The Benefits and Challenges of Connected Healthcare

Edward Keiper
Edward Keiper

Guest post by Edward Keiper, president and CEO of Velocity Managed Services.

For physicians’ practices in the 21st century, connectivity is the buzzword. Getting doctors connected to data, patients connected to healthcare providers, and practices connected to networks are just a few of the web-fueled scenarios coming down the pike.

The Health Information Technology for Economic and Clinical Health (HITECH) Act is a game changer and affects just about every aspect of modern medical care. HITECH, part of the American Recovery and Reinvestment Act of 2009, promotes the adoption and meaningful use of health information technology.

As is often the case with a shift this monumental, there are both benefits and challenges of connected healthcare that practice groups will have to address. First, let’s take a look at some of the benefits.

1. Join the Digital Revolution. Just as other industries that went digital years ago, healthcare benefits from the streamlining offered by a networked environment. Clinical interoperability of healthcare IT lowers costs and enhances efficiency by facilitating the comprehensive exchange of health information between care providers, hospitals and patients.  The trend is toward innovation in healthcare as the industry as a whole responds to consumer demands and government reforms.

2. Safety in Numbers. As of 2013, more than 323,000 American medical practices and hospitals adopted EHRs and attested as meaningful users, indicating a 266 percent increase over 2012, according to CMS statistics. However, even with this upsurge in participation, those numbers represent only a small percentage of US hospitals that currently keep electronic records and contribute to the health information exchange. So, while the risk of being an early adopter is largely gone, your practice group could still be near the front of the adoption wave.

3. It’s easier. As you can see from the statistics in the previous point, healthcare IT adoption is in an early phase, and for most practices, there is a lack of centralization. To help elucidate the complexity of the system, look no further than the state of Florida, where there are at least 672 EHR vendors. Connecting health information digitally creates a central database that greatly simplifies the process of storing and retrieving all patient data. It’s like finding the needle in the haystack every time.

4. The cloud brings it all together. To add to the intricacy of the system, patient health records may be maintained in multiple siloed locations. Healthcare providers must somehow locate and exchange critical patient information that’s filed away in various sites. The goal is to connect these currently unrelated information systems to improve clinical decision support, care coordination, analysis of population health and lower costs.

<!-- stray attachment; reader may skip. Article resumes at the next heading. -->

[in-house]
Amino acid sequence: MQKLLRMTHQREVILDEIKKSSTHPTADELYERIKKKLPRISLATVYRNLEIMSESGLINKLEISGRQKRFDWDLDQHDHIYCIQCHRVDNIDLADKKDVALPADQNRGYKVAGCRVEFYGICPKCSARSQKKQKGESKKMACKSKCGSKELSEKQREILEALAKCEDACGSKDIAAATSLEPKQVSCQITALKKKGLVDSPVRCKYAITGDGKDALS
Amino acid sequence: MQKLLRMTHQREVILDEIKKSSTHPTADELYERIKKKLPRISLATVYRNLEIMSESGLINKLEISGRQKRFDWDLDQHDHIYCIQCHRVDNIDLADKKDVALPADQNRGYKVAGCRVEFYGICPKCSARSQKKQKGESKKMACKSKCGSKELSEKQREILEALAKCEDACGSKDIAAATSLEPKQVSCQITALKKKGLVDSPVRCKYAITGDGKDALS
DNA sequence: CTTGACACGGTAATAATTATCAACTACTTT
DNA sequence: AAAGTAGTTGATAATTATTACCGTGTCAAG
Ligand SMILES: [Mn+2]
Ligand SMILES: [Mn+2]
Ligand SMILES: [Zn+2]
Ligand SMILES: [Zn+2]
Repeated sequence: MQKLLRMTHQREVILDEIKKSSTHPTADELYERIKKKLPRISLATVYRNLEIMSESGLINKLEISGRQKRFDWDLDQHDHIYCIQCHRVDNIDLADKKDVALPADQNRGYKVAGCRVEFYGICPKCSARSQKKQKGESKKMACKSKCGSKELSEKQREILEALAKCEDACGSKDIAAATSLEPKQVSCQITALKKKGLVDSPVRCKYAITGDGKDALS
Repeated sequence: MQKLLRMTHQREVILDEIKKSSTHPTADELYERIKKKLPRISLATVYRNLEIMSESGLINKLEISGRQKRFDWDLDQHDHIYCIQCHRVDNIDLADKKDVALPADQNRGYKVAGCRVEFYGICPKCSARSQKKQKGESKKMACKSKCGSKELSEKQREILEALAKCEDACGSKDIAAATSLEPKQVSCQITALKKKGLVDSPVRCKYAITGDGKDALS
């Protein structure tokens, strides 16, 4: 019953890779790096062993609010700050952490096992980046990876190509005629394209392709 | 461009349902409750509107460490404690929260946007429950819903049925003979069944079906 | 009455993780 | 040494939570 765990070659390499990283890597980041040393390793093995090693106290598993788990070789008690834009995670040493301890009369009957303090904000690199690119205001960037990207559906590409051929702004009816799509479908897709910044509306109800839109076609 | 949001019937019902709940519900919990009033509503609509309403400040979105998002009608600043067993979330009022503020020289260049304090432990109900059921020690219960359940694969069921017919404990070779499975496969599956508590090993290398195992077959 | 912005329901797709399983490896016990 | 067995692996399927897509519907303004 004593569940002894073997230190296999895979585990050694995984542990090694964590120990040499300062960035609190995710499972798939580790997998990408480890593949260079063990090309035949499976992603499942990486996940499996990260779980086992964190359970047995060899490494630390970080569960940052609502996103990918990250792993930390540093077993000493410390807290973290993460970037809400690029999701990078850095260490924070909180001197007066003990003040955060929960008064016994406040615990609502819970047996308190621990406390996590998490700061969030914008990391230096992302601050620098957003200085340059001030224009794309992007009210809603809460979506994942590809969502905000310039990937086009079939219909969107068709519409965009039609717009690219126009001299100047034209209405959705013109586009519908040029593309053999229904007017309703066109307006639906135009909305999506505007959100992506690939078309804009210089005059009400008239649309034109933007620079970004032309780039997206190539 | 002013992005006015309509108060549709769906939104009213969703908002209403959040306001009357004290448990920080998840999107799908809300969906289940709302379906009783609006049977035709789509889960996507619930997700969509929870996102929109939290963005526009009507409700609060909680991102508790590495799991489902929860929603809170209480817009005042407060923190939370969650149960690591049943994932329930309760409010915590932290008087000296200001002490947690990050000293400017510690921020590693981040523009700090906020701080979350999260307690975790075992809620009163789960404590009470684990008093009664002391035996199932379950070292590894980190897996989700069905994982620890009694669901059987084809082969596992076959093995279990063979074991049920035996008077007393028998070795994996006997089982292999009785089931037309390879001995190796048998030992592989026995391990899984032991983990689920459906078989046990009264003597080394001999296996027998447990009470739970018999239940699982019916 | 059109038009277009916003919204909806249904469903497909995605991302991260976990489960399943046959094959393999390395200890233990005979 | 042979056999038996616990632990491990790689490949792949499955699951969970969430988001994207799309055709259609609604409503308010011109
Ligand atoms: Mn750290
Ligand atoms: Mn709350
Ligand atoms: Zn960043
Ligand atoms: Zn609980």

5. The outcome is better care. The primary goal of meaningful use law is better patient outcomes. Armed with new rich datasets, digitized health information can be far more than just a basic diagnostic tool.  Electronic health records provide clinicians with the data they need to make the most informed care decisions in a more efficient and streamlined process.

The challenges are likely intimidating to many practice groups, but a smart approach can help groups to overcome them. Here are the four most significant connectivity-related challenges that practice groups face:

1. HIPAA Compliance. The HITECH Act tackles the privacy and security issues associated with the electronic transmission of health information. It’s important to note that HITECH toughens the civil and criminal enforcement of the HIPAA rules with stiff fines for noncompliance. You need to keep track of hardware, because lost and stolen equipment can lead to data breaches. It’s important to know the rules and penalties.

2. Mobile Workforce and BYOD. Guidelines aimed at addressing the rapid adoption of mobile devices in medicine are still in the early stages. A mobile device can make a physician’s work much easier, but it makes data theft much easier as well. Additionally, many practitioners bring their own devices to work. Smartphones and tablets are quite convenient for instant access to email, phone messages and patient information. Be sure your practice has a policy in place to safeguard enterprise-owned mobile, as well as BYOD.

3. Meaningful Use. Another aspect of HITECH, meaningful use rules state that providers are mandated to establish the meaningful use of electronic health records by 2014 or risk receiving reduced Medicare reimbursements. Medicaid participants have a 2016 deadline. On the bright side, healthcare providers can get financial incentives for EHR use prior to the government’s deadlines. That means medical practices need to establish and demonstrate meaningful use now or face a penalty later.

4. Next Generation Networks. In the near future, paper records will be replaced by data transmitted instantly through networks. This development opens the door for great advances in patient care. Physician’s practices are rapidly adopting cloud storage because it’s accessible from any point in the world and allows for data collection leading to improved outcomes. Not only are providers getting benefit from the network; patient engagement increases through new apps for mobile devices. All of these developments ultimately lead to reduced time and cost as well as greater overall efficacy.

Overall, the revolution in healthcare connectivity offers promising next generation solutions to some of the most pressing healthcare concerns. Keep up with the latest developments in technology and the law to stay ahead of the game and avoid costly fines.

Write a Comment

Your email address will not be published. Required fields are marked *